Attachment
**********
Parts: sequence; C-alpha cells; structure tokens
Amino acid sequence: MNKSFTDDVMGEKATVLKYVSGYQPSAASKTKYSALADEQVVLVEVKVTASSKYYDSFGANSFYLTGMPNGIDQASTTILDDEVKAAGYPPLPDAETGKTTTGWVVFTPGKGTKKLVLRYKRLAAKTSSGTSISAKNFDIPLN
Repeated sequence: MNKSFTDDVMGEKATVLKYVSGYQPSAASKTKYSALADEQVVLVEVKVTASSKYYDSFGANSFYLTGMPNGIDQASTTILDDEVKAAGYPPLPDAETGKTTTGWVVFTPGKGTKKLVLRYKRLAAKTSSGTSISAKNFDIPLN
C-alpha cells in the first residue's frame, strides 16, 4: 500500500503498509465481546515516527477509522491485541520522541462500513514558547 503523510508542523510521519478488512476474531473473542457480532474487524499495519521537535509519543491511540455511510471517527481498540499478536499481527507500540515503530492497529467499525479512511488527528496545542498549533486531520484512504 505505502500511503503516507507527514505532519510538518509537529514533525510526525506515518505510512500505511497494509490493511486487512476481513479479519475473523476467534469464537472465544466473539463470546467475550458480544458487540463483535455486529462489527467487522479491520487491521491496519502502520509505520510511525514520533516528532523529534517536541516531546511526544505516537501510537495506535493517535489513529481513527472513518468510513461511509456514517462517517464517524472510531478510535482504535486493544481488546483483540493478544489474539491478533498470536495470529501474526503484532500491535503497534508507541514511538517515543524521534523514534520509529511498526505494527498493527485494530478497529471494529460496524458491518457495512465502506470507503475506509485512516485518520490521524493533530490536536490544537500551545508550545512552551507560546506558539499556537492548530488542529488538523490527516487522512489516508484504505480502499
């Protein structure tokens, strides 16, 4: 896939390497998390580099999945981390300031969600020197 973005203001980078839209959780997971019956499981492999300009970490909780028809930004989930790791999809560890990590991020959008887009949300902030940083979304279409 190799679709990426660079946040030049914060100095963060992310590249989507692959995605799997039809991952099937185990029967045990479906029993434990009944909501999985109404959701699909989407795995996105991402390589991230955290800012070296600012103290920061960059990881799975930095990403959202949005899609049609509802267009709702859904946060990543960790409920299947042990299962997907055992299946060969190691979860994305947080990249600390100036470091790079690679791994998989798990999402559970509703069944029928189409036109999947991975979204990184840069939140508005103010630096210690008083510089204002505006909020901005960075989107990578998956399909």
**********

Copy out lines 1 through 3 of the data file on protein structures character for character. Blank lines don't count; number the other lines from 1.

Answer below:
Parts: sequence; C-alpha cells; structure tokens
Amino acid sequence: MNKSFTDDVMGEKATVLKYVSGYQPSAASKTKYSALADEQVVLVEVKVTASSKYYDSFGANSFYLTGMPNGIDQASTTILDDEVKAAGYPPLPDAETGKTTTGWVVFTPGKGTKKLVLRYKRLAAKTSSGTSISAKNFDIPLN
Repeated sequence: MNKSFTDDVMGEKATVLKYVSGYQPSAASKTKYSALADEQVVLVEVKVTASSKYYDSFGANSFYLTGMPNGIDQASTTILDDEVKAAGYPPLPDAETGKTTTGWVVFTPGKGTKKLVLRYKRLAAKTSSGTSISAKNFDIPLN